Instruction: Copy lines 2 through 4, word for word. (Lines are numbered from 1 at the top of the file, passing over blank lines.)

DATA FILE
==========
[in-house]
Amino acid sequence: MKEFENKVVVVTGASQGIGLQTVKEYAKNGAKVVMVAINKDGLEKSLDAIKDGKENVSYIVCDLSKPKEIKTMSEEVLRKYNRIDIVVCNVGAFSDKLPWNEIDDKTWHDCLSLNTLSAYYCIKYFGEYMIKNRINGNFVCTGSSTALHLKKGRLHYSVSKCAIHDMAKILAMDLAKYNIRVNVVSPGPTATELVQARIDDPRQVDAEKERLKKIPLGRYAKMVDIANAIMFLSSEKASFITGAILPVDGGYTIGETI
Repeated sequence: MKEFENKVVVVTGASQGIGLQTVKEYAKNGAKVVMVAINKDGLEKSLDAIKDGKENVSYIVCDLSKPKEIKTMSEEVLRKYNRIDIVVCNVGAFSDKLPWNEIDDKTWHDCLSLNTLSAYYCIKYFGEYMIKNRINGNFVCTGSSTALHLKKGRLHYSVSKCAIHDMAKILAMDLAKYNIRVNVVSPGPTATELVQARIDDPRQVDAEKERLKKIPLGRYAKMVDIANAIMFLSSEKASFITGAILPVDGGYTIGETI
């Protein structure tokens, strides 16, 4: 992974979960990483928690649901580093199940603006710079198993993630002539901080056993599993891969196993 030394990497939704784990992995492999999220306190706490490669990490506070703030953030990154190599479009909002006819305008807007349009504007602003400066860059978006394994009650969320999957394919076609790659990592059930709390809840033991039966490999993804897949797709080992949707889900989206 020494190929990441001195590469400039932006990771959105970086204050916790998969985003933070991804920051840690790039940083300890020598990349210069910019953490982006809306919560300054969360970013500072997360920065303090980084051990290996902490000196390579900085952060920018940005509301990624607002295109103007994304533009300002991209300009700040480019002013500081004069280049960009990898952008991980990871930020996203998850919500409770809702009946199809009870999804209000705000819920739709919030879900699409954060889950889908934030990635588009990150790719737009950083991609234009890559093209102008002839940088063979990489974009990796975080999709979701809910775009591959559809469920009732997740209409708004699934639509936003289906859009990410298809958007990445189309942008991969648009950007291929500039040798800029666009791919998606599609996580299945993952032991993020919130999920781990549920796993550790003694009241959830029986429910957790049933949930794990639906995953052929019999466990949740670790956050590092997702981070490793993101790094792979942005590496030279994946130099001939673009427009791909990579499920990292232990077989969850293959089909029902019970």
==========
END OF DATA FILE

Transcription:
Amino acid sequence: MKEFENKVVVVTGASQGIGLQTVKEYAKNGAKVVMVAINKDGLEKSLDAIKDGKENVSYIVCDLSKPKEIKTMSEEVLRKYNRIDIVVCNVGAFSDKLPWNEIDDKTWHDCLSLNTLSAYYCIKYFGEYMIKNRINGNFVCTGSSTALHLKKGRLHYSVSKCAIHDMAKILAMDLAKYNIRVNVVSPGPTATELVQARIDDPRQVDAEKERLKKIPLGRYAKMVDIANAIMFLSSEKASFITGAILPVDGGYTIGETI
Repeated sequence: MKEFENKVVVVTGASQGIGLQTVKEYAKNGAKVVMVAINKDGLEKSLDAIKDGKENVSYIVCDLSKPKEIKTMSEEVLRKYNRIDIVVCNVGAFSDKLPWNEIDDKTWHDCLSLNTLSAYYCIKYFGEYMIKNRINGNFVCTGSSTALHLKKGRLHYSVSKCAIHDMAKILAMDLAKYNIRVNVVSPGPTATELVQARIDDPRQVDAEKERLKKIPLGRYAKMVDIANAIMFLSSEKASFITGAILPVDGGYTIGETI
């Protein structure tokens, strides 16, 4: 992974979960990483928690649901580093199940603006710079198993993630002539901080056993599993891969196993 030394990497939704784990992995492999999220306190706490490669990490506070703030953030990154190599479009909002006819305008807007349009504007602003400066860059978006394994009650969320999957394919076609790659990592059930709390809840033991039966490999993804897949797709080992949707889900989206 020494190929990441001195590469400039932006990771959105970086204050916790998969985003933070991804920051840690790039940083300890020598990349210069910019953490982006809306919560300054969360970013500072997360920065303090980084051990290996902490000196390579900085952060920018940005509301990624607002295109103007994304533009300002991209300009700040480019002013500081004069280049960009990898952008991980990871930020996203998850919500409770809702009946199809009870999804209000705000819920739709919030879900699409954060889950889908934030990635588009990150790719737009950083991609234009890559093209102008002839940088063979990489974009990796975080999709979701809910775009591959559809469920009732997740209409708004699934639509936003289906859009990410298809958007990445189309942008991969648009950007291929500039040798800029666009791919998606599609996580299945993952032991993020919130999920781990549920796993550790003694009241959830029986429910957790049933949930794990639906995953052929019999466990949740670790956050590092997702981070490793993101790094792979942005590496030279994946130099001939673009427009791909990579499920990292232990077989969850293959089909029902019970």